"Prior to this, you had to use the phone, with only 12 keys. It's a very archaic interface," says Dan Dearing, vice president of marketing at NexTone. "Now it's just a simple point and click on a PC or PDA."

IVANi, unlike some other virtual central offices, is geared toward independent service providers rather than competitive and incumbent carriers. Some industry observers believe service providers and competitive carriers will be the first to embrace virtual central officeechnology, followed by the regional Bells. One reason for this is that incumbent carriers already own Class 5 switches, and therefore have less incentive to buy softswitches.

"From an ILEC [incumbent local exchange carrier] perspective, many are doing the same thing [softswitches do]," Davis says. "CLECs [competitive local exchange carriers] are more likely to take these solutions and create a business."

Davis notes that Class 5 switch replacement isn't as easy as it seems. Class 5 switches offer services such as Enhanced-911 and wiretapping that are not only government regulated, but also unable to be replaced by a softswitch. "There's a tremendous amount of hype in the market about Class 5 replacement. Most of it is totally wrong," she says.

Eisenberg believes softswitch technology won't result in a groundswell of start-up competitive carriers. Rather, he sees CLECs snatching market share from the big regional carriers.

Scott Wharton, vice president of marketing at BroadSoft, says softswitches offer lower entry barriers for providers selling IP bundled services. "A new phone company can build radically different networks. They can immediately become a nationwide provider. Level 3 [Communications], MCI [WorldCom] can create huge megahubs, and the smaller service providers don't have to have a backbone. Their server could be in Virginia, and from one location, they can serve the entire world," he says. "It becomes more of a marketing exercise than a hoe-and-shovel exercise."

Aberdeen believes that voice wholesale service providers, such as Level 3, and Internet telephony service providers will begin to partner with Internet service providers and other carriers looking to enter the local voice business. Aberdeen envisions ISPs offering local dial tones as early as 2003. But softswitches and virtual central offices have applications far beyond that, industry experts believe.

"Ultimately, it is the brains of the next-generation network," Lucent's Davis says. "It's a religious argument" between the "IP bigots" and the incumbent carriers as to whether data or telephony will triumph, she says. "Only one will be the future. The industry seems to feel ultimately, IP will win out. Traffic will be data-based rather than voice-based."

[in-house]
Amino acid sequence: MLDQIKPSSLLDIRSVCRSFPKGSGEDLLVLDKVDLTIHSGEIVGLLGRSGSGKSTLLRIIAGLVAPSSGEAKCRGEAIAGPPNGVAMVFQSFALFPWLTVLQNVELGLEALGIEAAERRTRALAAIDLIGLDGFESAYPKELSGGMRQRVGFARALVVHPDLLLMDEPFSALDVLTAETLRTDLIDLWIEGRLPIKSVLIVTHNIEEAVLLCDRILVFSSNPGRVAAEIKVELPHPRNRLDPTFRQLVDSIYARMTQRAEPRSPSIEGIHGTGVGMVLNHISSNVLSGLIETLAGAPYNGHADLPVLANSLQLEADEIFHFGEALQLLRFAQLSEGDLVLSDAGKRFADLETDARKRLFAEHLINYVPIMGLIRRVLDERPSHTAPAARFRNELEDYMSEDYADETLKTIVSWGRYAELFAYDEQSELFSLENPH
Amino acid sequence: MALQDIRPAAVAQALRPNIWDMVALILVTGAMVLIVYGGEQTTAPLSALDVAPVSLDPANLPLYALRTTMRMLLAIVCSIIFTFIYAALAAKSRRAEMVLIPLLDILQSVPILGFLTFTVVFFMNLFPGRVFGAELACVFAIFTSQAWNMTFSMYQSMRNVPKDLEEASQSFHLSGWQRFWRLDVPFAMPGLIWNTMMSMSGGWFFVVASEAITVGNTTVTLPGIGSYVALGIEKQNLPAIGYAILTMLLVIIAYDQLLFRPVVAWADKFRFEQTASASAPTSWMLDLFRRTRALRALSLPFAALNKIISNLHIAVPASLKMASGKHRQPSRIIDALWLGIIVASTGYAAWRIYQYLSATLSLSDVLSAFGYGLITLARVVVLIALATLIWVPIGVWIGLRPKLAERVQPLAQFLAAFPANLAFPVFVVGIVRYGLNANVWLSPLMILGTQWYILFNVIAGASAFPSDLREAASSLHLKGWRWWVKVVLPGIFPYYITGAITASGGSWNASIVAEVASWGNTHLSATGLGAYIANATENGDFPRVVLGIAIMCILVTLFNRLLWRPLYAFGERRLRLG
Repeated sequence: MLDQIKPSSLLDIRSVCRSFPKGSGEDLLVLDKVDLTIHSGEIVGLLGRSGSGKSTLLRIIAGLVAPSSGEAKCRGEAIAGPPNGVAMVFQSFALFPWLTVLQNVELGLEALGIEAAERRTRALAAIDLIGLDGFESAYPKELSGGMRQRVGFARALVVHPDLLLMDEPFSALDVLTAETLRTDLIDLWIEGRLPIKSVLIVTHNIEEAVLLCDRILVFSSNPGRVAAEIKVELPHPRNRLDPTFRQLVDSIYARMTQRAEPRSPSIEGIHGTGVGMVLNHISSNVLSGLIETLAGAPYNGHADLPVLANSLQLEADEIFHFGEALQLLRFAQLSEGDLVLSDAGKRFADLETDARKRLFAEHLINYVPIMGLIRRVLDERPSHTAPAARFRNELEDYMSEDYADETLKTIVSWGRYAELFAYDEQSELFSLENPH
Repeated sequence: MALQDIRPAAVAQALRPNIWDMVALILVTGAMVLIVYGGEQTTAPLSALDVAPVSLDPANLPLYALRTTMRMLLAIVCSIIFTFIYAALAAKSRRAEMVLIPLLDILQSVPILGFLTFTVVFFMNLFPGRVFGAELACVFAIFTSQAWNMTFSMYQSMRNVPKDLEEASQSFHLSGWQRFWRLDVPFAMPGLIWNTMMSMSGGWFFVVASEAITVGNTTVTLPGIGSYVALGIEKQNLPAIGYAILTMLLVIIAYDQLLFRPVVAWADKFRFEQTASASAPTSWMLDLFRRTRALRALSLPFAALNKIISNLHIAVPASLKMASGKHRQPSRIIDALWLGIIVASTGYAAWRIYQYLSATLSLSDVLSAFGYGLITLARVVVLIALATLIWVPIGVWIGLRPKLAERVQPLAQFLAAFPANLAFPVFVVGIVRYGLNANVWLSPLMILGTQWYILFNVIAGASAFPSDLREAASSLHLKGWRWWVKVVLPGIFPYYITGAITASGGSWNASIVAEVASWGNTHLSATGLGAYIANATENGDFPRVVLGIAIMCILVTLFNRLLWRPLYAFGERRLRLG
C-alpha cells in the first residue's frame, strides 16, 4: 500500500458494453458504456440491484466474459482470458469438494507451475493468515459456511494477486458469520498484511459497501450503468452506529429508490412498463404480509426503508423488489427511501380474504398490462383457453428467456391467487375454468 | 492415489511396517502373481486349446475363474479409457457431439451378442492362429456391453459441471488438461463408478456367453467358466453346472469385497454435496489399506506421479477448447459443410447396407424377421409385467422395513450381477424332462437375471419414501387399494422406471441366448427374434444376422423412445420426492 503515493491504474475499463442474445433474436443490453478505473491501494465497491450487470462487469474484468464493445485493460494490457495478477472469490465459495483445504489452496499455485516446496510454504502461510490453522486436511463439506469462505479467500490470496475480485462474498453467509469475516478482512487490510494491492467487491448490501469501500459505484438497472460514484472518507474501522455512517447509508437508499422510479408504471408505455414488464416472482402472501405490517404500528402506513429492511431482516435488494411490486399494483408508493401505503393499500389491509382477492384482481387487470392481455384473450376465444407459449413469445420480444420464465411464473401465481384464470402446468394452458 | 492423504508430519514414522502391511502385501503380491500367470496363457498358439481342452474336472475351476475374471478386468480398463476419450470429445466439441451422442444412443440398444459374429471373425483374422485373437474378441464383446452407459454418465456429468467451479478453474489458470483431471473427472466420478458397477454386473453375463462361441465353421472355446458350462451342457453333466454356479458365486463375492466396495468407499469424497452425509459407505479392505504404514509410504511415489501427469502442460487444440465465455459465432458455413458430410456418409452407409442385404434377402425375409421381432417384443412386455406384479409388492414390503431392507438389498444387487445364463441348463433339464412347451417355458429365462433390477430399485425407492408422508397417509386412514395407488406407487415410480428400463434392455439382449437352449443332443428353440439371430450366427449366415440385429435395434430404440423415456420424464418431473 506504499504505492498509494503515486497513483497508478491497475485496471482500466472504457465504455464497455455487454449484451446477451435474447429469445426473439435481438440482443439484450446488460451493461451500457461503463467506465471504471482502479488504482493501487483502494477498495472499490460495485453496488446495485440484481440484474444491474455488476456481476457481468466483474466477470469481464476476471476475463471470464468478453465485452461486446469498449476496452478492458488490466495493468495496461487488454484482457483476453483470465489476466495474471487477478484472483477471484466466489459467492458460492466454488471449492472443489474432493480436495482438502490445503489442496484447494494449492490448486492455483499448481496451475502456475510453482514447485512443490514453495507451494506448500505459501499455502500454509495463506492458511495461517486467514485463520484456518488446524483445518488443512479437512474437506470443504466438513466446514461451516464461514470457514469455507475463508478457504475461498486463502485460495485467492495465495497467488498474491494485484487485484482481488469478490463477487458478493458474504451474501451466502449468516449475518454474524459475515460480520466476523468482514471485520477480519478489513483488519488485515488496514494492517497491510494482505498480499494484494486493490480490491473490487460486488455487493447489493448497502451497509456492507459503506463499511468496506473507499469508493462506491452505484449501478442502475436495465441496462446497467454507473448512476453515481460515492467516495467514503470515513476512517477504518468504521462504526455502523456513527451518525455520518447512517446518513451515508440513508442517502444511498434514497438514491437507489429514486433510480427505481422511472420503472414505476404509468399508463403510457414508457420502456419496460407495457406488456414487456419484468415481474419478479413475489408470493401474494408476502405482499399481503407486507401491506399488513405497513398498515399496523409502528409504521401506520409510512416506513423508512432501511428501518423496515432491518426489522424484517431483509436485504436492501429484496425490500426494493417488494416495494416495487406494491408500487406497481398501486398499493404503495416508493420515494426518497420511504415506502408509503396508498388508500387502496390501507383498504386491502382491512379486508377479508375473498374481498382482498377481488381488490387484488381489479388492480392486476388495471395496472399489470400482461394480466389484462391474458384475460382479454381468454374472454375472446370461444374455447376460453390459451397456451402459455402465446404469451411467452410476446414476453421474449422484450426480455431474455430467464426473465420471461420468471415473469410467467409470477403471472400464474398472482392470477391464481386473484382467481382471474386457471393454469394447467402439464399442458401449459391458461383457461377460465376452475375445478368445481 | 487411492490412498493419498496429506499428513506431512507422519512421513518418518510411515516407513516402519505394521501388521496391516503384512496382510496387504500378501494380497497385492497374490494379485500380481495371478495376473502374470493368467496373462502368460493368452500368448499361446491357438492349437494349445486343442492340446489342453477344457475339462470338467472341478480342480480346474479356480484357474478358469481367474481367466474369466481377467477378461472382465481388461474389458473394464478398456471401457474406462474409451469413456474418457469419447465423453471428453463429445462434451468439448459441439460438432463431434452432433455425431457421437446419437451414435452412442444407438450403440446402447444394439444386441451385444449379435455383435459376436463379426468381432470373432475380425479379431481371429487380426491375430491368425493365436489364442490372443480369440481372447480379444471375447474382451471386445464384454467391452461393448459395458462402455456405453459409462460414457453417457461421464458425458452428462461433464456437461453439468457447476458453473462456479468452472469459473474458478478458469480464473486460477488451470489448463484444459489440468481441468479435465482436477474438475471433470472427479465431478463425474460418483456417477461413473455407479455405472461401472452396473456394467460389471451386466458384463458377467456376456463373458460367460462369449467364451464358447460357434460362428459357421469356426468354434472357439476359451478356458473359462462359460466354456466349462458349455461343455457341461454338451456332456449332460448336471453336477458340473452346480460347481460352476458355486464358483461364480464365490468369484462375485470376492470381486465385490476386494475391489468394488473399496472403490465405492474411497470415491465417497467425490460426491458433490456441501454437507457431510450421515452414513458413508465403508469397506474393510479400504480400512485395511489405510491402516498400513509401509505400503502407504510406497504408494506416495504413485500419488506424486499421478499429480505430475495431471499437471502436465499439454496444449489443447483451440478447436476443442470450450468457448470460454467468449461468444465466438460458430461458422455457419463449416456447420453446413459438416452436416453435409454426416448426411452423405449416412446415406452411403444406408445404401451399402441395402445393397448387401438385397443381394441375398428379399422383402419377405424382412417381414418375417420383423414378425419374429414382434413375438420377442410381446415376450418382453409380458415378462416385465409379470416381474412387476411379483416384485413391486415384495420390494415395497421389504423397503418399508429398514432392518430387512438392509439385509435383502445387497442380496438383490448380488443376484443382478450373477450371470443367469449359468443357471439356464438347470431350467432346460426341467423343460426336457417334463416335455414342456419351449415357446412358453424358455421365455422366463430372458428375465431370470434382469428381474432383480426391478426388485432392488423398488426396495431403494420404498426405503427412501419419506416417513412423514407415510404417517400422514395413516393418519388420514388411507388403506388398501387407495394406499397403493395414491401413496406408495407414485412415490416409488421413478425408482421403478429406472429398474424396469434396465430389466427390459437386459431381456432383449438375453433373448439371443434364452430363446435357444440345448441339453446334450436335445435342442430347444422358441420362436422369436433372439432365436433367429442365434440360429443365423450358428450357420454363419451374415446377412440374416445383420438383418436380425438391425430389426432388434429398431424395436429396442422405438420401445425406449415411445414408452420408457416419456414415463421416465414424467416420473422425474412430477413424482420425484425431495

Davis says softswitches won't replace the public switched telephone network for at least a decade, but in two to three years, she envisions the routine ability to "route calls from any type of network — Internet, phone, wireless — into multitudes of end points with one network in the middle."

Cisco's Kranz says virtual central offices will create a "new breed of CLEC companies over the next three years." He projects that within the next 18 months, there will be a groundswell of competitive and incumbent carriers seriously interested in virtual central offices. "I almost think of it as the next Internet revolution, with a brand new set of services. [We'll finally see] video-on-demand, interactive TV, HDTV [high-definition television], where you would have to have a converged network, which is a virtual central office," he says.

Softswitches and virtual central offices will allow a migration away from DSL and onto an Ethernet and IP structure, Kranz believes. They will also offer more localized access from hotels and public spaces, he says.

NexTone's Dearing says his company anticipates a midyear launch of a virtual central office married to a teleconferencing server, allowing real-time teleconferencing.

Softswitches also are programmable after installation, Davis says, so providers don't have to rely on the vendor for changes.

With the growing interest in softswitches and virtual central offices, it's no surprise that the telecom giants are already on board. Lucent and Nortel Networks were early adopters, meaning they launched product two years ago. Cisco has virtual central office technology in the works. Some smaller companies have developed softswitches, but many are used chiefly for long-distance call routing.

"Softswitch is a very broad term," Davis notes. Basically, softswitches give the user the ability to offer new services more quickly, she says. "No one's saying, 'Here's the one application that's going to be the killer and make lots of money for lots of people.'"